Firefighters are demanding that taxpayers in the fire district be treated fairly. If the department is being asked to tighten its belt and live within its means, then the county administration should do the same. A recent handout provided to residents at town hall meetings revealed a troubling fact: Since 2011, the funding for the offices of the mayor and county attorney, and all other public-safety departments has increased at the same time the funding for the fire department has been on a steady decline.

Your safety should be one of this government’s top priorities. If the mayor thinks there is no appetite for a tax increase, then he should stop increasing the “taxes” on the fire department. Give the department a reasonable chance to balance its budget without the burden of increasing administrative fees.

Rowan Taylor is president of Firefighters Local Union 1403.

Read more Other Views stories from the Miami Herald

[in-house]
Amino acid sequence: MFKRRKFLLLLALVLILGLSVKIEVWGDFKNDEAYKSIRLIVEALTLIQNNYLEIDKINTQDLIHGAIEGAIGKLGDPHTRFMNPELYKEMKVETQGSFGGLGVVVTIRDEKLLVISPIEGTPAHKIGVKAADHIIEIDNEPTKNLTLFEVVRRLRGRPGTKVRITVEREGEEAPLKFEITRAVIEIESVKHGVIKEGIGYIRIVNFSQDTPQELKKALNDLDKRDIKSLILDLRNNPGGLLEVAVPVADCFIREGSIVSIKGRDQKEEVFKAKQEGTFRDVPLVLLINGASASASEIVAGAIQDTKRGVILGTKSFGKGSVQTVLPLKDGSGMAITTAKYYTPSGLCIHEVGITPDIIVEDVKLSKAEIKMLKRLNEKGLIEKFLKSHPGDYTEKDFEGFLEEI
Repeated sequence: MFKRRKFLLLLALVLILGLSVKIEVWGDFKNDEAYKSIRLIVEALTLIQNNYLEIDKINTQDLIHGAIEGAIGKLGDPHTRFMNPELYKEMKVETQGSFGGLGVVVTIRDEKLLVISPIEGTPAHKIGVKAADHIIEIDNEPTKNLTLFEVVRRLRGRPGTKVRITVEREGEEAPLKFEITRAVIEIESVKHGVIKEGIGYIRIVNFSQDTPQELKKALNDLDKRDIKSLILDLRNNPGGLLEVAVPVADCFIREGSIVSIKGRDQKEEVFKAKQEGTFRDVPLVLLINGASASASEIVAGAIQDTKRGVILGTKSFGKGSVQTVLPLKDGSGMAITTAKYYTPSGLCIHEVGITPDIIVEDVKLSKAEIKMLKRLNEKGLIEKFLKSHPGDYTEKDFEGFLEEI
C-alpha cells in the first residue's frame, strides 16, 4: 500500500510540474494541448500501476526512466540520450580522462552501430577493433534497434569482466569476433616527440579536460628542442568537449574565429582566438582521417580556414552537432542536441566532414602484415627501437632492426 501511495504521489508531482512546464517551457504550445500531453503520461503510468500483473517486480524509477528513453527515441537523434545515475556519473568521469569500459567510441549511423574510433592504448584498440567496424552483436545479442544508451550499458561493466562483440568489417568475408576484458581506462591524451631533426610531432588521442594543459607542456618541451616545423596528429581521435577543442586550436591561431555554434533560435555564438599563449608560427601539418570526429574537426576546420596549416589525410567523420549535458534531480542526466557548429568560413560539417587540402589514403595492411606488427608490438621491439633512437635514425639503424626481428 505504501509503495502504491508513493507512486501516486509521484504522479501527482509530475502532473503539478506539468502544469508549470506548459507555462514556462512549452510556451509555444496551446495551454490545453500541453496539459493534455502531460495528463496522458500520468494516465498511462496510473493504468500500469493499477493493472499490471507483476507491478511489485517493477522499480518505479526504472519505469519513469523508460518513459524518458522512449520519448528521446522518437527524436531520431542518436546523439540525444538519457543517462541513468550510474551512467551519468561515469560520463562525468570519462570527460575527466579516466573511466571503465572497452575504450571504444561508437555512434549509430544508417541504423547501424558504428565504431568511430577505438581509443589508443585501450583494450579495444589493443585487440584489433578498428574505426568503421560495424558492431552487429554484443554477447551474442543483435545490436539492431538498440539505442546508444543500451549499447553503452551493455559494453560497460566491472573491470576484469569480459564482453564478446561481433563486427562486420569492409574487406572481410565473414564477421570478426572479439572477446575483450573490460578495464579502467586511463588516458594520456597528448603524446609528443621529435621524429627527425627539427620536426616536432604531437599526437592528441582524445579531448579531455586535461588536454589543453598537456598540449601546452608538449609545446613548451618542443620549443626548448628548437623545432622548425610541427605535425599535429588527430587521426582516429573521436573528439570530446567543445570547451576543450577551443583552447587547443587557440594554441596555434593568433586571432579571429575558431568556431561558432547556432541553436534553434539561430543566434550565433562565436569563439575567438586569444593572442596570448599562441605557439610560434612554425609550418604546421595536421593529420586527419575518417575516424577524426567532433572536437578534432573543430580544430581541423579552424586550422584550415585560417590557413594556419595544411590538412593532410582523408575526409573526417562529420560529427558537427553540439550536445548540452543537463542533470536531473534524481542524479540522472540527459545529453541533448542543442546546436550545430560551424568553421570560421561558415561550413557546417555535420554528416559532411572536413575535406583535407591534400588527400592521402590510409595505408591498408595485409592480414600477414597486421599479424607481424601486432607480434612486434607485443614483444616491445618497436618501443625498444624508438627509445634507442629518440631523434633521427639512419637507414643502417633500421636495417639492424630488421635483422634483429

Tony Lesesne


    Tony Lesesne: Overkill, and an apology

    Yes, it happens in South Florida, too — and it shouldn’t. Black men pulled over, needlessly hassled by police officers who give the rest of their colleagues a bad name, who make no distinction when a suspect has no other description than ‘black male,’ who harass residents because they can. A North Miami Beach officer pulls over a black man in a suit and tie — and behind the wheel of an Audi that simply had to be stolen, right? In another Miami-Dade city, an officer demands that an African-American man installing a vegetable garden justify why he has a shovel and seedlings. Detained for possession of cilantro? Here are five South Floridians who tell of their experiences in this community and beyond, years ago, and all too recently.

Delrish Moss


    Delrish Moss: Out after dark

    “I was walking up Seventh Avenue, just shy of 14th street. I was about 17 and going home from my job. I worked at Biscayne Federal Bank after school. The bank had a kitchen, and I washed the dishes. A police officer gets out of his car. He didn’t say anything. He came up and pushed me against a wall, frisked me, then asked what I was doing walking over here after dark. Then he got into his car and left. I never got a chance to respond. I remember standing there feeling like my dignity had been taken with no explanation. I would have felt better about that incident had I gotten some sort of dialogue. I had not had any encounters with police.